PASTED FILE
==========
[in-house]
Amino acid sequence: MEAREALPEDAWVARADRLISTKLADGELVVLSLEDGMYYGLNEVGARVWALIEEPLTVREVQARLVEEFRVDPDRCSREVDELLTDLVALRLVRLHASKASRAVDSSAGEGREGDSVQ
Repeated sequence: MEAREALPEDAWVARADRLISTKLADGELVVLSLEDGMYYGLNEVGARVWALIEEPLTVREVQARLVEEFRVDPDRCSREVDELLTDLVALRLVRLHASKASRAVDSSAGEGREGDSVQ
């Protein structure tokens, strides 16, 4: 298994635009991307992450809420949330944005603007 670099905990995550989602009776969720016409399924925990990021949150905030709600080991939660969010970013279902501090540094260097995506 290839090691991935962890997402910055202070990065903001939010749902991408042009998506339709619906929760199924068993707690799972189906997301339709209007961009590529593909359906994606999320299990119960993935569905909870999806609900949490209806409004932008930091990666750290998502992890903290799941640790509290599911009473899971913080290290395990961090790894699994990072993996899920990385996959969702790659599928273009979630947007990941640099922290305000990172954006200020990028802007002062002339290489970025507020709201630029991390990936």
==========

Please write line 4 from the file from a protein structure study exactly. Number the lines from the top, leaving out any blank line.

């Protein structure tokens, strides 16, 4: 298994635009991307992450809420949330944005603007 670099905990995550989602009776969720016409399924925990990021949150905030709600080991939660969010970013279902501090540094260097995506 290839090691991935962890997402910055202070990065903001939010749902991408042009998506339709619906929760199924068993707690799972189906997301339709209007961009590529593909359906994606999320299990119960993935569905909870999806609900949490209806409004932008930091990666750290998502992890903290799941640790509290599911009473899971913080290290395990961090790894699994990072993996899920990385996959969702790659599928273009979630947007990941640099922290305000990172954006200020990028802007002062002339290489970025507020709201630029991390990936």